McCann Wins IMPAC
Dublin-born author Colum McCann has won the â‚¬100,000 International IMPAC Dublin Literary Award for his sixth novel, Let the Great World Spin. According to the judges' citation, the novel, set in Manhattan (where the author now lives) in 1974, “explores the lives of its multiple participants, from the grieving housewife to the addicted artist, the unconventional cleric to the prostitute brought low by the law, through different and challenging forms of language, bringing each one to life in sometimes broken, sometimes elegant dialect.”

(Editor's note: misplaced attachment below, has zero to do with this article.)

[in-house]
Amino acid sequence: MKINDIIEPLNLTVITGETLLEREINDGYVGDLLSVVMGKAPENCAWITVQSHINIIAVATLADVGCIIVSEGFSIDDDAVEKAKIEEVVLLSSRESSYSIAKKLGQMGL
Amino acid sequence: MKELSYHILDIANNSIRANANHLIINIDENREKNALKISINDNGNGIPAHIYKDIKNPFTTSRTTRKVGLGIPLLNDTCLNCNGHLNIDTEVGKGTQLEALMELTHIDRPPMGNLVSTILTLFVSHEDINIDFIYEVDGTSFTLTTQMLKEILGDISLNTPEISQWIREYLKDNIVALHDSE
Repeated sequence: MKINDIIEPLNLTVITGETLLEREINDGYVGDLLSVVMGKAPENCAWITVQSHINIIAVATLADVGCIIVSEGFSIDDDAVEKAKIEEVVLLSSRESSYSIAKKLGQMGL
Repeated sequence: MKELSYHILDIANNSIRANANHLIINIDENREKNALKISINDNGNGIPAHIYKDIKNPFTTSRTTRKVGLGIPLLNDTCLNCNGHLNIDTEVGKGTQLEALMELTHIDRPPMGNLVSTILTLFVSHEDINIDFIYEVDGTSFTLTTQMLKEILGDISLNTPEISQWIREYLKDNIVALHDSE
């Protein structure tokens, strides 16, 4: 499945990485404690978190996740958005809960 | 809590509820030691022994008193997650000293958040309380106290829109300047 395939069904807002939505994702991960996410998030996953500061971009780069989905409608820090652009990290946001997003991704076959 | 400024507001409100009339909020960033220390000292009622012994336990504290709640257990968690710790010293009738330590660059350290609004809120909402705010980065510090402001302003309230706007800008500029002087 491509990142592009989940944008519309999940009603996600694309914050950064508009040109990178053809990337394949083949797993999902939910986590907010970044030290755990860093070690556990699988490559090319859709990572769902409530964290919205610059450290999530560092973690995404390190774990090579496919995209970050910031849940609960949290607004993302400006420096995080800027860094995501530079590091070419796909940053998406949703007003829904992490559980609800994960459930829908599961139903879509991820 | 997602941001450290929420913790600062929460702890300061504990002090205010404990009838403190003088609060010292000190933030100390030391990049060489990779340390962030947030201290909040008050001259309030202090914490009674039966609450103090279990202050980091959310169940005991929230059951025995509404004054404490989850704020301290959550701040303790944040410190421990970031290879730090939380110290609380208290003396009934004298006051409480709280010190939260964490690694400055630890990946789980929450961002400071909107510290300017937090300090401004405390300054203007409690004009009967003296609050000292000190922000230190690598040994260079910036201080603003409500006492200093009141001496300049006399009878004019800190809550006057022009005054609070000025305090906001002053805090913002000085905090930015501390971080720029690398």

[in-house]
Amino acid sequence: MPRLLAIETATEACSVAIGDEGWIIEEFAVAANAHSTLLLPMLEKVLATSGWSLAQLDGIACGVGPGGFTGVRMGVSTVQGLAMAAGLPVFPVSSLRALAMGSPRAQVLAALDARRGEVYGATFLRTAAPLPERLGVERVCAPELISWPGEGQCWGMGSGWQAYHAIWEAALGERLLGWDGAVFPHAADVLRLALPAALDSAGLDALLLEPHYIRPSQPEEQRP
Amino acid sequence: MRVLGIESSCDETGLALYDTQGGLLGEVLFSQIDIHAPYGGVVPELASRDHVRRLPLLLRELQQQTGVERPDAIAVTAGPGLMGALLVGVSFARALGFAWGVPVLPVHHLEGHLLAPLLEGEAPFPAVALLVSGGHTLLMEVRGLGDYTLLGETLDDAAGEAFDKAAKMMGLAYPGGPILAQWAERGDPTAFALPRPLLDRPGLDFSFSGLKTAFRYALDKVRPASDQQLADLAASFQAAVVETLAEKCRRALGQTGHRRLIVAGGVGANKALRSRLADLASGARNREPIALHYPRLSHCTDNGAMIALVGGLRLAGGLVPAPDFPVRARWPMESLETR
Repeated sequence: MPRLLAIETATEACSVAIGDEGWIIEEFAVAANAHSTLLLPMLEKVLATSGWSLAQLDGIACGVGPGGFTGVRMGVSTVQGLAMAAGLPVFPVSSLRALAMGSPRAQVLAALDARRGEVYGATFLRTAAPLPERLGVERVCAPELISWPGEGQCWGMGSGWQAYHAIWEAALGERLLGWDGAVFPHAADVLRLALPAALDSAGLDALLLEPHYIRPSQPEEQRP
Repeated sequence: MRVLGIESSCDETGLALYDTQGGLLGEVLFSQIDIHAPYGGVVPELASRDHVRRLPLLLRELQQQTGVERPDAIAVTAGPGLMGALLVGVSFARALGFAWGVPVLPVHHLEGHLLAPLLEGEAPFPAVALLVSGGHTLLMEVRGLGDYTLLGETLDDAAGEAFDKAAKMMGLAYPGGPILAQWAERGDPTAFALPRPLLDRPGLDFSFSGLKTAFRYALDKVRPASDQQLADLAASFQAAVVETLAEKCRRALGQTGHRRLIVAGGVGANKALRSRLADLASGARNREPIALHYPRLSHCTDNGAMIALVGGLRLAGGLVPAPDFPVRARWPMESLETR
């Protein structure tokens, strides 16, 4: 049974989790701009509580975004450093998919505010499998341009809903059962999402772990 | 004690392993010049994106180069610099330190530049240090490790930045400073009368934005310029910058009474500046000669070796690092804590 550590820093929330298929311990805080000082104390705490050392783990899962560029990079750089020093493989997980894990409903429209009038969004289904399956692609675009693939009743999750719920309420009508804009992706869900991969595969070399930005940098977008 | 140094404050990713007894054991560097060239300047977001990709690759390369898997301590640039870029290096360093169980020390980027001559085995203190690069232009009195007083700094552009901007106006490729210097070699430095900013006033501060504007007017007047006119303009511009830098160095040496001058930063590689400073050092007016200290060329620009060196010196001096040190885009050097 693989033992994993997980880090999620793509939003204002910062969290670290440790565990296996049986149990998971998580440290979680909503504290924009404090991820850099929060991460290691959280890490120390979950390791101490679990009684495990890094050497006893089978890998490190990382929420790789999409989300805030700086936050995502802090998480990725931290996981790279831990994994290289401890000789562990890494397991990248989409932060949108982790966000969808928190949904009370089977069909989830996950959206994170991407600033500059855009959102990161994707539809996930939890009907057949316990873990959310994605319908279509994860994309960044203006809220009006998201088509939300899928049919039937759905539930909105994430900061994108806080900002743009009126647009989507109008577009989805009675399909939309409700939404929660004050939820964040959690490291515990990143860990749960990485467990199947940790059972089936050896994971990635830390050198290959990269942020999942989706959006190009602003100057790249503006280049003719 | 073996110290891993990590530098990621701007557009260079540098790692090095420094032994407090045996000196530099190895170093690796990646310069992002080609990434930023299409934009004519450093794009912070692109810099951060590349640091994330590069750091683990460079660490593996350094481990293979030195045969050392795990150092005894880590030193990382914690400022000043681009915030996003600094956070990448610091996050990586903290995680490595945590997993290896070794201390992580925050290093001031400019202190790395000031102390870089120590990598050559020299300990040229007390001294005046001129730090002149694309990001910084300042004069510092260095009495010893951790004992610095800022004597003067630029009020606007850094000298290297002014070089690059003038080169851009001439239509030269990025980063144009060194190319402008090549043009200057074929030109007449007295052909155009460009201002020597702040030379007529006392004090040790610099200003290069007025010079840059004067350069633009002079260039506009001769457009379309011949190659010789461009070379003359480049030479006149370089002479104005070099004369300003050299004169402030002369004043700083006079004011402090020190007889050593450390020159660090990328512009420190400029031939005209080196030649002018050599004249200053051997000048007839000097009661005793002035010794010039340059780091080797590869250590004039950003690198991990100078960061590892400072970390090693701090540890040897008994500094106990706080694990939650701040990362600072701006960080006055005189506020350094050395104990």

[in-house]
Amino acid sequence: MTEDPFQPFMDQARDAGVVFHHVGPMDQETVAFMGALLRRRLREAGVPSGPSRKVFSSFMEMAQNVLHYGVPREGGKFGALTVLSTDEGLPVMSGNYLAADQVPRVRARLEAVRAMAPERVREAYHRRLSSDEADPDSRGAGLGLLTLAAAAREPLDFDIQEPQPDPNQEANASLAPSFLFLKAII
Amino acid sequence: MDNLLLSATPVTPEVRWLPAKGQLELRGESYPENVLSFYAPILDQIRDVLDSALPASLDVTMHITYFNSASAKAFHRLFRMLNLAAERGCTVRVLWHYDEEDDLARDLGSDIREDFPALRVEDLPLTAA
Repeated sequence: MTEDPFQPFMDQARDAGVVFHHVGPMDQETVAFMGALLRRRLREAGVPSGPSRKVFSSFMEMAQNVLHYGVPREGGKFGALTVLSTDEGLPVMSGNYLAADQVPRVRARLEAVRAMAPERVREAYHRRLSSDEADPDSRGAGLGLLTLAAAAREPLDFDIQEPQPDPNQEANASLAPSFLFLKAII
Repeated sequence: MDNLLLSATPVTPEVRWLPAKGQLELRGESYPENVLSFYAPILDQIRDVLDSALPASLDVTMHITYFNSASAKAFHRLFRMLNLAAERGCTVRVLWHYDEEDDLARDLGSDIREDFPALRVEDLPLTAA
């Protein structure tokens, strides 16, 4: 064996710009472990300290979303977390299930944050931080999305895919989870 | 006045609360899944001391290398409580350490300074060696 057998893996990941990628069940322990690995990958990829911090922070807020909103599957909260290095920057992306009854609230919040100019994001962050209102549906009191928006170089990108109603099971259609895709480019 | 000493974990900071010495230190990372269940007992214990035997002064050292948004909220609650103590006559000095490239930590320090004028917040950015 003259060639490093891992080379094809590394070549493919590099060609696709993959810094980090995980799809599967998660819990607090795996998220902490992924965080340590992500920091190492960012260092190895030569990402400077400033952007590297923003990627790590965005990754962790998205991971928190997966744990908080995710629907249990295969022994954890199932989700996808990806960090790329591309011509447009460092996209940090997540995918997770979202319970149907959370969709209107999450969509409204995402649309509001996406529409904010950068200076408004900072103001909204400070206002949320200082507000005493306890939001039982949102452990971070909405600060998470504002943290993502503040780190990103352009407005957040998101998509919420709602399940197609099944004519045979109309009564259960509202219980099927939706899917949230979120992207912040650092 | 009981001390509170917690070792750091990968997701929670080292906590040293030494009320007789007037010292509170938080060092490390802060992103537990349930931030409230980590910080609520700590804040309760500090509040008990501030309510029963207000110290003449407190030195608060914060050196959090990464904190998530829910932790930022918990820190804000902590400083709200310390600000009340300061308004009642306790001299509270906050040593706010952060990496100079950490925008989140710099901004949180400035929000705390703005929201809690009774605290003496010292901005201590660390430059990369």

The win further entrenches the rise and rise of the multiple-point-of-view narrative mode. In recent years, accomplished novels such as Roberto Bolano’s Savage Detectives, Jonathan Franzen’s The Corrections, Christos Tsiolkas' The Slap, Michael Cunningham’s The Hours, Jenny Erpenbeck’s Visitation and Jennifer Egan’s A Visit from the Goon Squad, among others, seem to have burst the potential of the novel wide open. It’s not a new form: James Joyce’s Ulysses does it to some degree, and William Faulkner’s As I Lay Dying is a polished diamond of the form. It remains to be seen whether the multiple-point-of-view novel is a passing trend or whether it signals a fundamental change in a literary form that for half a millennium has been individualism’s most powerful voice. If so, it would beg an even more intriguing - and perhaps unanswerable - question: is the age of individualised subjectivity coming to an end?